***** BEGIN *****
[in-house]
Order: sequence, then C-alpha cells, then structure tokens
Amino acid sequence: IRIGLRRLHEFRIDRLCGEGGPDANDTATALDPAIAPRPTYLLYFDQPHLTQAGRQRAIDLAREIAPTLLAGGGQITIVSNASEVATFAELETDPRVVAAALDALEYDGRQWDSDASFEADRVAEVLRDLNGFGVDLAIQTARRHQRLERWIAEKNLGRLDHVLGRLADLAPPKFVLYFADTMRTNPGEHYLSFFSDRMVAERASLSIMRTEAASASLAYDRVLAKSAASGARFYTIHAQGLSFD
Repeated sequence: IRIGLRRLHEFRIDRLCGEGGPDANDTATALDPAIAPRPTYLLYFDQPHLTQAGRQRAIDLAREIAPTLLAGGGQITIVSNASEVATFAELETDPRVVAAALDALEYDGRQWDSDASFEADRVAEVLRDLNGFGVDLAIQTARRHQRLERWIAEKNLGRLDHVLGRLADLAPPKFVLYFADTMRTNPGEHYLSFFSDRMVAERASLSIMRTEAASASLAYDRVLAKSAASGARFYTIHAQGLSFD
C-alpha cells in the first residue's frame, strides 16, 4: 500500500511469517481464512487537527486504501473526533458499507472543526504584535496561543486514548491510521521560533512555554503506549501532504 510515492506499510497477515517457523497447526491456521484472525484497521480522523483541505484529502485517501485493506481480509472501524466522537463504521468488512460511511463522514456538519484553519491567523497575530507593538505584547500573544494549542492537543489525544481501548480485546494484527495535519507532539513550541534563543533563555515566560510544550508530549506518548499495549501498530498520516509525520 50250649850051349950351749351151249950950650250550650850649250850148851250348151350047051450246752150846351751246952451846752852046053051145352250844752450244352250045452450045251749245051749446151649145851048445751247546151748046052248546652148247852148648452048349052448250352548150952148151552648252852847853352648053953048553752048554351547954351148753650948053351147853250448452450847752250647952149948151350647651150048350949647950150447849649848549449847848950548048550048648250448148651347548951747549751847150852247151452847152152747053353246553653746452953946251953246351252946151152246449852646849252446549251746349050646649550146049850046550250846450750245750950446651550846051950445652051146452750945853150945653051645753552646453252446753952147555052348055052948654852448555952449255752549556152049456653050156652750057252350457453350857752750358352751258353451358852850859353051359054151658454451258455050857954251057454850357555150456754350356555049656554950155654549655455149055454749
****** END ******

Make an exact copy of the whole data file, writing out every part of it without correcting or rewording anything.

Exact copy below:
[in-house]
Order: sequence, then C-alpha cells, then structure tokens
Amino acid sequence: IRIGLRRLHEFRIDRLCGEGGPDANDTATALDPAIAPRPTYLLYFDQPHLTQAGRQRAIDLAREIAPTLLAGGGQITIVSNASEVATFAELETDPRVVAAALDALEYDGRQWDSDASFEADRVAEVLRDLNGFGVDLAIQTARRHQRLERWIAEKNLGRLDHVLGRLADLAPPKFVLYFADTMRTNPGEHYLSFFSDRMVAERASLSIMRTEAASASLAYDRVLAKSAASGARFYTIHAQGLSFD
Repeated sequence: IRIGLRRLHEFRIDRLCGEGGPDANDTATALDPAIAPRPTYLLYFDQPHLTQAGRQRAIDLAREIAPTLLAGGGQITIVSNASEVATFAELETDPRVVAAALDALEYDGRQWDSDASFEADRVAEVLRDLNGFGVDLAIQTARRHQRLERWIAEKNLGRLDHVLGRLADLAPPKFVLYFADTMRTNPGEHYLSFFSDRMVAERASLSIMRTEAASASLAYDRVLAKSAASGARFYTIHAQGLSFD
C-alpha cells in the first residue's frame, strides 16, 4: 500500500511469517481464512487537527486504501473526533458499507472543526504584535496561543486514548491510521521560533512555554503506549501532504 510515492506499510497477515517457523497447526491456521484472525484497521480522523483541505484529502485517501485493506481480509472501524466522537463504521468488512460511511463522514456538519484553519491567523497575530507593538505584547500573544494549542492537543489525544481501548480485546494484527495535519507532539513550541534563543533563555515566560510544550508530549506518548499495549501498530498520516509525520 50250649850051349950351749351151249950950650250550650850649250850148851250348151350047051450246752150846351751246952451846752852046053051145352250844752450244352250045452450045251749245051749446151649145851048445751247546151748046052248546652148247852148648452048349052448250352548150952148151552648252852847853352648053953048553752048554351547954351148753650948053351147853250448452450847752250647952149948151350647651150048350949647950150447849649848549449847848950548048550048648250448148651347548951747549751847150852247151452847152152747053353246553653746452953946251953246351252946151152246449852646849252446549251746349050646649550146049850046550250846450750245750950446651550846051950445652051146452750945853150945653051645753552646453252446753952147555052348055052948654852448555952449255752549556152049456653050156652750057252350457453350857752750358352751258353451358852850859353051359054151658454451258455050857954251057454850357555150456754350356555049656554950155654549655455149055454749